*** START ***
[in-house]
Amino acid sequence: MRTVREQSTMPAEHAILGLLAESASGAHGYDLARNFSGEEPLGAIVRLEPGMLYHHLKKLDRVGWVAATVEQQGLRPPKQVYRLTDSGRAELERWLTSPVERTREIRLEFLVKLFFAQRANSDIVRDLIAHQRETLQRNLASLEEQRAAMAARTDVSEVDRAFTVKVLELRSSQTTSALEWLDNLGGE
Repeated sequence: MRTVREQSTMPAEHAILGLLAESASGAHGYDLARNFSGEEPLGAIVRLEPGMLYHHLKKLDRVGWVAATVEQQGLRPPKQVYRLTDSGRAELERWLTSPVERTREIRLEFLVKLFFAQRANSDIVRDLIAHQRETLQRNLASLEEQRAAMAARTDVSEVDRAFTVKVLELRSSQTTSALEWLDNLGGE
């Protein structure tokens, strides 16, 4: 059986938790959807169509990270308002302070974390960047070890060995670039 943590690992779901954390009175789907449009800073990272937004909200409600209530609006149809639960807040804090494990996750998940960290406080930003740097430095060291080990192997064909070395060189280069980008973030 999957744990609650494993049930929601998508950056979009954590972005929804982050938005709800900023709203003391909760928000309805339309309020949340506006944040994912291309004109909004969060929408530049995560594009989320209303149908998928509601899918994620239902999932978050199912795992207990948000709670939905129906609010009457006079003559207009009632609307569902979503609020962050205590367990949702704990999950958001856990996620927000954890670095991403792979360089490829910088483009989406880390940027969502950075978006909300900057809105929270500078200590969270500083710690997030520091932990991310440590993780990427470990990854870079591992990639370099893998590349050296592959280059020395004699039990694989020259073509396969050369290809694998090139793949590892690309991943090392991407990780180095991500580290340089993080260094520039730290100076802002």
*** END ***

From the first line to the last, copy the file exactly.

[in-house]
Amino acid sequence: MRTVREQSTMPAEHAILGLLAESASGAHGYDLARNFSGEEPLGAIVRLEPGMLYHHLKKLDRVGWVAATVEQQGLRPPKQVYRLTDSGRAELERWLTSPVERTREIRLEFLVKLFFAQRANSDIVRDLIAHQRETLQRNLASLEEQRAAMAARTDVSEVDRAFTVKVLELRSSQTTSALEWLDNLGGE
Repeated sequence: MRTVREQSTMPAEHAILGLLAESASGAHGYDLARNFSGEEPLGAIVRLEPGMLYHHLKKLDRVGWVAATVEQQGLRPPKQVYRLTDSGRAELERWLTSPVERTREIRLEFLVKLFFAQRANSDIVRDLIAHQRETLQRNLASLEEQRAAMAARTDVSEVDRAFTVKVLELRSSQTTSALEWLDNLGGE
């Protein structure tokens, strides 16, 4: 059986938790959807169509990270308002302070974390960047070890060995670039 943590690992779901954390009175789907449009800073990272937004909200409600209530609006149809639960807040804090494990996750998940960290406080930003740097430095060291080990192997064909070395060189280069980008973030 999957744990609650494993049930929601998508950056979009954590972005929804982050938005709800900023709203003391909760928000309805339309309020949340506006944040994912291309004109909004969060929408530049995560594009989320209303149908998928509601899918994620239902999932978050199912795992207990948000709670939905129906609010009457006079003559207009009632609307569902979503609020962050205590367990949702704990999950958001856990996620927000954890670095991403792979360089490829910088483009989406880390940027969502950075978006909300900057809105929270500078200590969270500083710690997030520091932990991310440590993780990427470990990854870079591992990639370099893998590349050296592959280059020395004699039990694989020259073509396969050369290809694998090139793949590892690309991943090392991407990780180095991500580290340089993080260094520039730290100076802002």